It is a warm, humid late afternoon, and the race is on. Gutentight blows his horn, and locals look on curiously, bemused at an eclectic, eccentric group running about shouting and laughing. Midnight Itch, a local “Harriette” who discovered hashing through her ex-employers, is the FRB, setting the pace. We dodge traffic and stray dogs, and it doesn’t take long before we approach a Beer Check. Congregating outside a neighbourhood shop, we crack open cold beers, and discuss the course, dirty jokes, Hash war stories from clubs near and far. There’s a couple Hashers from Texas, Australia, Scotland, and a few Hashers new to Bucharest who are accepted like old mates. I learn that drinking violations come in the form of quirks, like running with new shoes, or pointing with fingers. Each club makes up their own rules, careful to reiterate that of course, there are no rules.

“On On” and we’re off again, back on the trail. Around the bend I notice we have been led in a circle, the dust of the environmentally friendly flour pulling us through the streets. Hashes typically take place in forests, parks, streets, wherever the Hare chooses, and the length of the course, and number of beer checks, can vary. Finally, we arrive back at the park, where the Grandmaster forms everyone in a circle to cool down, and congratulate the Hare for his efforts. A round of drinks are consumed. The running club shifts to the drinking club, as barroom ditties are sung to accompany the tradition of “down downs”. The Virgins are called into the circle, handed a cup of beer, and roasted like celebrities. We are given the choice between a joke, a song, or flashing a body part. It typically takes a Virgin five races before they are named, but in a stroke of journalistic exuberance, I had let the hare out of the bag. When I was researching the Hashers, I came across the name Big Wanker, which I assumed to be yet another important H3 title. I asked Crash Test Dummy who is the Big Wanker. “When somebody asks a stupid question like that, they can only, from this day forth, be known as Big Wanker. Down down down…” and before I know it, I am tossing off a mug of beer straight down my throat. As I do so, my fellow Hashers pour their beer over my head, and douse me in flour. I have been in Bucharest less than 24 hours, and already I have made friends with a dozen interesting characters, sharing the kind of experience you’ll laugh about for years to come.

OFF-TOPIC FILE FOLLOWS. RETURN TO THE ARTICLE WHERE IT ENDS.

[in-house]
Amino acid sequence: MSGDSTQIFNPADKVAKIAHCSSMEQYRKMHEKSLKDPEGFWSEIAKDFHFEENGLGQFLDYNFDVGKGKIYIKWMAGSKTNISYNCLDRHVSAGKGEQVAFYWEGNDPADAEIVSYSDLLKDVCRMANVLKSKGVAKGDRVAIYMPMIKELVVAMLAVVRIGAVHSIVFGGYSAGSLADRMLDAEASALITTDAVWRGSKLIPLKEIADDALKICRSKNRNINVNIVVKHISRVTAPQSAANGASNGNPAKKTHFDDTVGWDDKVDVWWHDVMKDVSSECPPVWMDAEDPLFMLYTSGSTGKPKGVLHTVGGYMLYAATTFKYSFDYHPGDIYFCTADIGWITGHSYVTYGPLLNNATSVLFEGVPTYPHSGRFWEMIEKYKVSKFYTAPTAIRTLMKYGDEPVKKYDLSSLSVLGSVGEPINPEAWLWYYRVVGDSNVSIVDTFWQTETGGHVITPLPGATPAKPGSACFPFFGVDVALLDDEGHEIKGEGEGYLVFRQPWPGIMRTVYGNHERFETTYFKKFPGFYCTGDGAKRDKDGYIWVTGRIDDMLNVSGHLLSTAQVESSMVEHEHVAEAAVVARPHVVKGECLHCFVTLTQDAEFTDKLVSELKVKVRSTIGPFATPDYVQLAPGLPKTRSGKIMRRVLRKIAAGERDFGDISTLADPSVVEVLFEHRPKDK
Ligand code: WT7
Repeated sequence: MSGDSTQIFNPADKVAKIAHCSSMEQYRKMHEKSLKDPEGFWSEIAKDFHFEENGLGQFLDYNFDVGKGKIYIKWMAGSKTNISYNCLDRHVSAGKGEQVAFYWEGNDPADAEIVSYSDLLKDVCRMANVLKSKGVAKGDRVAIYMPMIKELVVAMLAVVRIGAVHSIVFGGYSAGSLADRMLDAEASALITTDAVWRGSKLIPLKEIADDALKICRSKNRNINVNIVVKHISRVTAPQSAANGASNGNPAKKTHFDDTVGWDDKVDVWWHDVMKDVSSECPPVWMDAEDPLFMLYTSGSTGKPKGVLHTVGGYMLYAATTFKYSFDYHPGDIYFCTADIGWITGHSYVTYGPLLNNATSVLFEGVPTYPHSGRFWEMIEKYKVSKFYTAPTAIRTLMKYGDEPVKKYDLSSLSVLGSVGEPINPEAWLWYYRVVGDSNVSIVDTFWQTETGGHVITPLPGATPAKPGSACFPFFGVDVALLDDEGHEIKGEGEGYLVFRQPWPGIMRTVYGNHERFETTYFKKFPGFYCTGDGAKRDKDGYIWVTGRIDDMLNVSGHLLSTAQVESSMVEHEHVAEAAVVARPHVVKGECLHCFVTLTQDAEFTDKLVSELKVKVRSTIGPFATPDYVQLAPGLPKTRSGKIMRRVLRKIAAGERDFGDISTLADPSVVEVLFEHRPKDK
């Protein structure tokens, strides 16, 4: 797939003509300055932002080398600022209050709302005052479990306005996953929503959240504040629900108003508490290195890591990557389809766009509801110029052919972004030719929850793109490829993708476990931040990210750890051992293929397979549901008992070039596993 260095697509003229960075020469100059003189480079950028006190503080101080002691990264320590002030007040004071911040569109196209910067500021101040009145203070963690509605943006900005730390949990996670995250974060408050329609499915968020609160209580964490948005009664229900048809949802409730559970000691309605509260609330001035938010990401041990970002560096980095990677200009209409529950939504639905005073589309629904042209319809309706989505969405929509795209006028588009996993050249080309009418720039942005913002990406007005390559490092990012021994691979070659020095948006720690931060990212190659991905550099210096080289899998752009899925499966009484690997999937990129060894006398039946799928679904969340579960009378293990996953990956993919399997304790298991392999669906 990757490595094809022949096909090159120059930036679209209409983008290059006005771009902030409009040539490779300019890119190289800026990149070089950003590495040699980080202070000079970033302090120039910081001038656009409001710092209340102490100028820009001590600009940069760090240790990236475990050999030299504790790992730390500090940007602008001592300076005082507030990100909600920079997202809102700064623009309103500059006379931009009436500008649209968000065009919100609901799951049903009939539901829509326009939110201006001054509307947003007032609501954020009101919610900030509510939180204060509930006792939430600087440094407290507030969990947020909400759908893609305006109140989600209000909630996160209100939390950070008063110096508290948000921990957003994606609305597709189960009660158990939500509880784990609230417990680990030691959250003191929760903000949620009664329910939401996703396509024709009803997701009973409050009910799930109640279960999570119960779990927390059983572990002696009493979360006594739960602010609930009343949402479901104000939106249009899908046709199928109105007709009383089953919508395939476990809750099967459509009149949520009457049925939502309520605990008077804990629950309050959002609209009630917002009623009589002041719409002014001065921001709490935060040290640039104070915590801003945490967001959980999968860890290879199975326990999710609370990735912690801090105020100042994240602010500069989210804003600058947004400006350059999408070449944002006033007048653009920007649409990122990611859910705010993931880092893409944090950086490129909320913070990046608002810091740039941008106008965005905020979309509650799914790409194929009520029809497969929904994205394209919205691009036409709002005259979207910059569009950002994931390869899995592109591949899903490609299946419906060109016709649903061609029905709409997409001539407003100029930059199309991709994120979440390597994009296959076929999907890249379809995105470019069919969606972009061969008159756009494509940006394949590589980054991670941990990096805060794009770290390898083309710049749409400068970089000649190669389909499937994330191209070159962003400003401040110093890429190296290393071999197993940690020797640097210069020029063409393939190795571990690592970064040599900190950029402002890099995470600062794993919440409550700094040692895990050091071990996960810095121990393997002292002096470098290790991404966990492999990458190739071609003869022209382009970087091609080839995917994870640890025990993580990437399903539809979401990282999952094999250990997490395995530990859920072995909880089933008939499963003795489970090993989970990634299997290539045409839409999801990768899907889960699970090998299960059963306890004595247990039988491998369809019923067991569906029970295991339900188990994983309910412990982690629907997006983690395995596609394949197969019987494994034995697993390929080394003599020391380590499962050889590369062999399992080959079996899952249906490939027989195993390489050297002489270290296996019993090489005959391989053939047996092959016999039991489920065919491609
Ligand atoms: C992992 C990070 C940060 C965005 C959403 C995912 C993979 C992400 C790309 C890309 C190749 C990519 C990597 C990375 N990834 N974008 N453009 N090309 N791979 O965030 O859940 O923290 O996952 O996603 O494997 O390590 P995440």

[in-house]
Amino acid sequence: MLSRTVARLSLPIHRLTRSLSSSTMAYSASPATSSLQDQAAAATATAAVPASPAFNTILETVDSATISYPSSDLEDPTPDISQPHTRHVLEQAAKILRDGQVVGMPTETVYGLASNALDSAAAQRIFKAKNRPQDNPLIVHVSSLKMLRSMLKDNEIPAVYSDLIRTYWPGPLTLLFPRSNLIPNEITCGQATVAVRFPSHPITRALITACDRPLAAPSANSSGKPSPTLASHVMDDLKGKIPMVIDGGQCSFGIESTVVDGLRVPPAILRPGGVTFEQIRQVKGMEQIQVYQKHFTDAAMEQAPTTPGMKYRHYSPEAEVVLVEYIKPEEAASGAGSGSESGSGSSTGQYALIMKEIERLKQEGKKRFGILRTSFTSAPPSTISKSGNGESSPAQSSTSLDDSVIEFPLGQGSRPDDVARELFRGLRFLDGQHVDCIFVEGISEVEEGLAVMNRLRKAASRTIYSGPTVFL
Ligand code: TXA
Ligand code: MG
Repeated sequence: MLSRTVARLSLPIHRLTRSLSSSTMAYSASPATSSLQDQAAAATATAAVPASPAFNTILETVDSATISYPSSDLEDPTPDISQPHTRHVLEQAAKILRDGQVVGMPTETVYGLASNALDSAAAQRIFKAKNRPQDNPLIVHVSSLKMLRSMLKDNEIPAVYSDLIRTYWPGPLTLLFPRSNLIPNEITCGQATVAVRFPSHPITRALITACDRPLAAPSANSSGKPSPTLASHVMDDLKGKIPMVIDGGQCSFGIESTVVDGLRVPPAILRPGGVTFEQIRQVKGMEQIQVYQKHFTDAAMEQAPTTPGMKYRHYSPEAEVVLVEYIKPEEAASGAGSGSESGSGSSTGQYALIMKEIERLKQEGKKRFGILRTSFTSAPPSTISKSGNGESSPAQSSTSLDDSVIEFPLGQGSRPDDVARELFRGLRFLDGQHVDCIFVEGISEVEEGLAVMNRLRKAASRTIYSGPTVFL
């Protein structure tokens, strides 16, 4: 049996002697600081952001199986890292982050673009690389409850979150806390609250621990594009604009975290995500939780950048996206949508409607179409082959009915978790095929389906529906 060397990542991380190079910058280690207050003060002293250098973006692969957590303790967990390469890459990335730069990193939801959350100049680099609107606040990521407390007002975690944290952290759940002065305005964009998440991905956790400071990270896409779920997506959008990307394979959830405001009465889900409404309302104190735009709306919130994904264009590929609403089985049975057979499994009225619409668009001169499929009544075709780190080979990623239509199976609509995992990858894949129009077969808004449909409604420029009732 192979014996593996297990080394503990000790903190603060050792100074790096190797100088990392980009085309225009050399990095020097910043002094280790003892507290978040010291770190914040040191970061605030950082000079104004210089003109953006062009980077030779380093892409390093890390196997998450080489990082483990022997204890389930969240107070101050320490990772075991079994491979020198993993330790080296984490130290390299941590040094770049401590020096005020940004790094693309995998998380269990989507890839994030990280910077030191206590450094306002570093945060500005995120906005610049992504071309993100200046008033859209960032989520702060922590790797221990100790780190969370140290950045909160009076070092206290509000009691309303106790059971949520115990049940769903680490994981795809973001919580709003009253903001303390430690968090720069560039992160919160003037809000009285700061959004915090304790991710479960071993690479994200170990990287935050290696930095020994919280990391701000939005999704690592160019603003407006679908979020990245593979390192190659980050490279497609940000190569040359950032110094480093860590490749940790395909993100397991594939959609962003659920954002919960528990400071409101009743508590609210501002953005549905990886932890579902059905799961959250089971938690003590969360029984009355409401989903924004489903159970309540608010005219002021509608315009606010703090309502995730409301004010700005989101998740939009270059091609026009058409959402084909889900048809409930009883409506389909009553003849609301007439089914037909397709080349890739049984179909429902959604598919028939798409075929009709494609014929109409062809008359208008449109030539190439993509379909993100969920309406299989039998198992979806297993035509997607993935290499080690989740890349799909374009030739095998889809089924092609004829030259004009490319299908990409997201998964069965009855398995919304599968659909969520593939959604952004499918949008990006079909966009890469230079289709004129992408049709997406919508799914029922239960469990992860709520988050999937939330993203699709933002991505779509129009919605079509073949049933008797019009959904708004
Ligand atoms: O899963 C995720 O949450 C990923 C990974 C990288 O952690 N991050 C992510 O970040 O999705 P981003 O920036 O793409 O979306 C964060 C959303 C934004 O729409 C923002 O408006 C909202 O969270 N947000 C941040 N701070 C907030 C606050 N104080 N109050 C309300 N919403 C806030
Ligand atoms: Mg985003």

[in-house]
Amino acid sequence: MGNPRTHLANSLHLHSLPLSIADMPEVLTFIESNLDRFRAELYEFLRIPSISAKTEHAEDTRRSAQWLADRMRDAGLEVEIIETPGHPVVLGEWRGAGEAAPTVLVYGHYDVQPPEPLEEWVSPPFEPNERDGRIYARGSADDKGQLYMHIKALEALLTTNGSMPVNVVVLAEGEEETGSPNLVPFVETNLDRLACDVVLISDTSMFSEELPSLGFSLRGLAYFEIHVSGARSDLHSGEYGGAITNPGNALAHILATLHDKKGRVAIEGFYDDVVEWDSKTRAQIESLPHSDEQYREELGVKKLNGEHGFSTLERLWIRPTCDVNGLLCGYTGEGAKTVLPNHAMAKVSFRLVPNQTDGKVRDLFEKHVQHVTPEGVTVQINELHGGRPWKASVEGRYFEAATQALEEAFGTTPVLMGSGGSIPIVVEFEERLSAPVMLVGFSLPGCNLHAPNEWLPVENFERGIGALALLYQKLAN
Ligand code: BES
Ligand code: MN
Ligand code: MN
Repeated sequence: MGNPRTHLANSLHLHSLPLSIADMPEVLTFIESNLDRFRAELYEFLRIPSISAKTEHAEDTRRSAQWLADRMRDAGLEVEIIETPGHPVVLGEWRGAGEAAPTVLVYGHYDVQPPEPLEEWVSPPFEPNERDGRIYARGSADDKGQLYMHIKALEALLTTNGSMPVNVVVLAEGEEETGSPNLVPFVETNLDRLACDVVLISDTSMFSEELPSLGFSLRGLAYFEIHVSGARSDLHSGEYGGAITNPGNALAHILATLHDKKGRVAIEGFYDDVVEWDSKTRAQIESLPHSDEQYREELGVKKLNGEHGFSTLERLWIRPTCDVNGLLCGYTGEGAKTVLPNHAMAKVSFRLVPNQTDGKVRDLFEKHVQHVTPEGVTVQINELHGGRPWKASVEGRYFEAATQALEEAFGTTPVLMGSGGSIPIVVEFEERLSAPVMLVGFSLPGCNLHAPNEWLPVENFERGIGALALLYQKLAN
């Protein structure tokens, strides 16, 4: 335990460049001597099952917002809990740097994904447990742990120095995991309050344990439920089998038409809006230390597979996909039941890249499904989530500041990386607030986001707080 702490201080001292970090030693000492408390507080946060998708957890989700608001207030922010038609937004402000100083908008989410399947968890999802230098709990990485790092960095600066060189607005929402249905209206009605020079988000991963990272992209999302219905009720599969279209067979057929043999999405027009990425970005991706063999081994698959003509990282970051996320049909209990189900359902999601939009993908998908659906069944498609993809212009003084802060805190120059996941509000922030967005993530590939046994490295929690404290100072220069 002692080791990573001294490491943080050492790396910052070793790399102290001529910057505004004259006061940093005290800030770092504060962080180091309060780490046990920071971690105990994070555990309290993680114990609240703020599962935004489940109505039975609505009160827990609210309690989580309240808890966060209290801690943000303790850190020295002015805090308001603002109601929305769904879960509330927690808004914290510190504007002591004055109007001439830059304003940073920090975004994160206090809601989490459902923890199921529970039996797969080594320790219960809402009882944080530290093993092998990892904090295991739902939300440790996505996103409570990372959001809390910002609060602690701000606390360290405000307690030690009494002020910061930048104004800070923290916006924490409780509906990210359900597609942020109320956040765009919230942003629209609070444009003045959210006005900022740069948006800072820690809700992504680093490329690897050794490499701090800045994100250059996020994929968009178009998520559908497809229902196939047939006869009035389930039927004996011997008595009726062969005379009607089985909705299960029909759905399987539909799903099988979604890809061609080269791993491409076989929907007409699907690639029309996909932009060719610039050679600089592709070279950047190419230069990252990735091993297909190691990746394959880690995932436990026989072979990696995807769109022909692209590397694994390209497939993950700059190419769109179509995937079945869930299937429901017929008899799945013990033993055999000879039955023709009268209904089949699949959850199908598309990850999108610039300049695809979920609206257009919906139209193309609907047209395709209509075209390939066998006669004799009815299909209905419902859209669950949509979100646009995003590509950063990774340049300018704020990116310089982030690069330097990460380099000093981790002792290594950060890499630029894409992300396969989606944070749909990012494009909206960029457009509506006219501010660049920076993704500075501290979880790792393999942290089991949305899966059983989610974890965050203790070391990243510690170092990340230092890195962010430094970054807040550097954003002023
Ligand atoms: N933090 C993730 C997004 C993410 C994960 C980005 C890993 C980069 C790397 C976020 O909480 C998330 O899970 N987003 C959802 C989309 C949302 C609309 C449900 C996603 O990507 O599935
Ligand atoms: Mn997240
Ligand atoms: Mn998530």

With the ceremony over and with more beers to consume, the group heads over to a pub where an evening of hysterical Hash songs ensues. Hash hymns are loyally kept in tattered books, and most are crude, rude, and easy to remember. I make the mistake of removing a shoe under the table, another drinking violation. The “down down” takes place using my sweaty shoe as a vessel. I slurp the heel and the next dirty limerick starts up. These are professionals, young and old, singles and couples, indulging in the time honoured tradition of socializing, over good exercise, gamesmanship, beer and food. Most are foreign to these Romanian shores, finding support, advice and friendship in the process. If you need to know where to buy a car, which bank to use, how things work, everyone here has been in the same boat, and wants to help.

For a drinking club with a running problem, steeped in dirty jokes and bad taste, the Hash House Harriers are a remarkably noble and well-intentioned group, destined to run “on on” as their membership grows around the world.

Most Hash House clubs have their own websites, detailing upcoming hashes, and contact details. All you need to do is show up to join in the fun. You can search a world directory and find out more information at the World Hash House Harriers page at